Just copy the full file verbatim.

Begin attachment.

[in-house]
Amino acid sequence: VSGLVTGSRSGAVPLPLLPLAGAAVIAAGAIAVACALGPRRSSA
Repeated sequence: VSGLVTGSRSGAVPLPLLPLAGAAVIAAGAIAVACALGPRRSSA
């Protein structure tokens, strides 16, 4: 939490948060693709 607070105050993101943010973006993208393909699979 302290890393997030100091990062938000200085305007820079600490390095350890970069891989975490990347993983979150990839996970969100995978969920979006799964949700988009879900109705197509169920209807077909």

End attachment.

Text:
[in-house]
Amino acid sequence: VSGLVTGSRSGAVPLPLLPLAGAAVIAAGAIAVACALGPRRSSA
Repeated sequence: VSGLVTGSRSGAVPLPLLPLAGAAVIAAGAIAVACALGPRRSSA
């Protein structure tokens, strides 16, 4: 939490948060693709 607070105050993101943010973006993208393909699979 302290890393997030100091990062938000200085305007820079600490390095350890970069891989975490990347993983979150990839996970969100995978969920979006799964949700988009879900109705197509169920209807077909």